House of 1000 Corpses begins on October 30th, 1977, with four teenagers, Jerry Goldsmith (Played by Chris Hardwick), Bill Hudley (Played by Rainn Wilson), Mary Knowles (Played by Jennifer Jostyn), and Denise Willis (Played by Erin Daniels), traveling the Texas back roads in search of wild roadside attractions and macabre local legends. The group stops off at Captain Spaulding’s Museum of Monsters and Madmen, where the meet the fast-talking Spaulding (Played by Sig Haig) himself. While exploring Spaulding’s funhouse, he sparks the group’s interest in the local legend of Dr. Satan, who is supposedly responsible for the mysterious disappearances of the area. The group suckers Spaulding into giving them directions to the area where Dr. Satan is supposed to reside and while traveling the back roads, they pick up beautiful young hitchhiker Baby (Played by Sheri Moon Zombie), who claims to live nearby. As the group nears Baby’s house, their tire is blown out, forcing them to take shelter at Baby’s rundown farmhouse. Shortly after arriving, the group begins meeting various members of Baby’s family including her mother, Mother Firefly (Played by Karen Black), her half-brothers Rufus (Played by Robert Mukes) and Tiny (Played by Matthew McGrory), her adopted brother Otis Driftwood (Played by Bill Moseley), and her Grampa Hugo Firefly (Played by Dennis Fimple), all of whom are gearing up for creepy Halloween festivities. As the hours pass, the group begins to fear that they may not be permitted to leave the Firefly home alive.
It really won’t take the viewer long to figure out that Zombie has lifted the plot from The Texas Chain Saw Massacre and then fed it a heavy dose of LSD. After the acid has kicked in, it feels like Zombie pried its eyes open with the device from A Clockwork Orange and forced it to zone out on endless hours of Universal’s classic monster movies, episodes of The Munsters, forgotten television horror hosts, and stock footage of seedy peep shows and the Manson family. It then spirals into a kaleidoscope of warped images and repulsive shocks that hint at other, better midnight exploitation movies, B-horror cheapies, and real-life serial killers. You could honestly fill a review with all the movies that Zombie pays tribute to. Yet there is something strangely admirable about how Zombie wears these influences on his sleeve. It’s clear that he absolutely loves these movies, he just has a hard time funneling all of these references into one cohesive idea. Instead, he just shoots all over the place, eager to spring redneck funhouse shocks on us while also unleashing a group of underground ghouls that look like they would be more at home on stage with him during a rock show rather than a scruffy horror outing. It really should have been one way or the other.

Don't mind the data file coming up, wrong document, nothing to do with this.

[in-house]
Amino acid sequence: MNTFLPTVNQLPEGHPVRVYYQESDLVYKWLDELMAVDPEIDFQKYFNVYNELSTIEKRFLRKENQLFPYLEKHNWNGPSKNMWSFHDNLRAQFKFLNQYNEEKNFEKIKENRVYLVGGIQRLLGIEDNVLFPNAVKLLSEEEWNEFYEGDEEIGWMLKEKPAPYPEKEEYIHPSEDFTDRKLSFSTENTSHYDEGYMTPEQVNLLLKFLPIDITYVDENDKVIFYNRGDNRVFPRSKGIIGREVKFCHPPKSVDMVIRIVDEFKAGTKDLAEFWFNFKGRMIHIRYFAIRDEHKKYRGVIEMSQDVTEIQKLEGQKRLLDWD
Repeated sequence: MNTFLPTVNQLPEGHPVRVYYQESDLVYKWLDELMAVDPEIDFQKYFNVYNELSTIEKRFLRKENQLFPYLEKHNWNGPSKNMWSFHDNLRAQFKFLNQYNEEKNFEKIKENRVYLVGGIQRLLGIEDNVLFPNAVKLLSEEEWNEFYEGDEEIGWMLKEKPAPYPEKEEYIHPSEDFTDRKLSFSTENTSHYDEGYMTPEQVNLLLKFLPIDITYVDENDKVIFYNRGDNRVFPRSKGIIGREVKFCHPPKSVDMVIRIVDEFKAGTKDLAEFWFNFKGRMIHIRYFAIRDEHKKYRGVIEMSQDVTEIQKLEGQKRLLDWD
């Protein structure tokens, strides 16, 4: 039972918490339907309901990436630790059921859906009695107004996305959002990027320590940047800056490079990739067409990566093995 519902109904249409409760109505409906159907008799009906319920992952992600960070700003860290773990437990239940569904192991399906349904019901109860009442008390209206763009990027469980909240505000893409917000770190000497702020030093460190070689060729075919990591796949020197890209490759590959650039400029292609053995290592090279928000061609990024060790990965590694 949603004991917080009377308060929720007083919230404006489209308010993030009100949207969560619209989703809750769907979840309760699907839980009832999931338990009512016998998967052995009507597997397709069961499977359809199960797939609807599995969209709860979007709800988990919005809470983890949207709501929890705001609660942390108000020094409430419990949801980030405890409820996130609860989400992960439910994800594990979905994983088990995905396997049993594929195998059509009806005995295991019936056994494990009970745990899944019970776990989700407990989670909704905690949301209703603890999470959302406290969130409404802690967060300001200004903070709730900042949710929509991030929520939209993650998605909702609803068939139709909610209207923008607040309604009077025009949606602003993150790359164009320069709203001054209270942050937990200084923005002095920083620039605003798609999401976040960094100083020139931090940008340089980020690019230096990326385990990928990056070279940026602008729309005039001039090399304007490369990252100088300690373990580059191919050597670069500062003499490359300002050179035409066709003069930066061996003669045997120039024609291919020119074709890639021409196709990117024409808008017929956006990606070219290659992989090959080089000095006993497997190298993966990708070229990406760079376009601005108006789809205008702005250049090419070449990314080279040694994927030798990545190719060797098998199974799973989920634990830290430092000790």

What has really lured the cult audiences to House of 1000 Corpses are the eccentric cast of creeps drawn up by Mr. Zombie. By far the best character in the entire film is Haig’s Captain Spaulding, a cackling madman clown who never seems to be at a loss for words. A word to the wise, never get the idea to hold up his flashing little roadside attraction. Another classic character would have to be Moseley’s Otis Driftwood, a foul-mouthed hillbilly maniac who takes charge of every situation and dispatches his victims in the most brutal ways imaginable. Together, Haig and Moseley ride off into the Texas sunset with the entire picture. Karen Black will make you uncomfortable as the dotting Mother Firefly, a woman who stands firm behind her Halloween traditions. Sheri Moon Zombie’s Baby will have you gritting your teeth as she chuckles like a deranged schoolgirl. You can tell that Moon Zombie is pretty inexperienced here and that she has a lot of growing to do as an actress. Meanwhile, Wilson and Hardwick are likable enough as Jerry and Bill, but Hardwick (yes, THAT Chris Hardwick) ends up falling into the amateur category when going up against the infinitely more talented Wilson (yes, THAT Dwight Schrute). Jostyn and Daniels are pretty forgettable as heroines Mary and Denise and weirdly, Zombie asks us to root for Daniels in the final twenty minutes. Tom Towles (Henry: Portrait of a Serial Killer, Night of the Living Dead (1990)) also memorably shows up in a small role as Lieutenant George Wydell.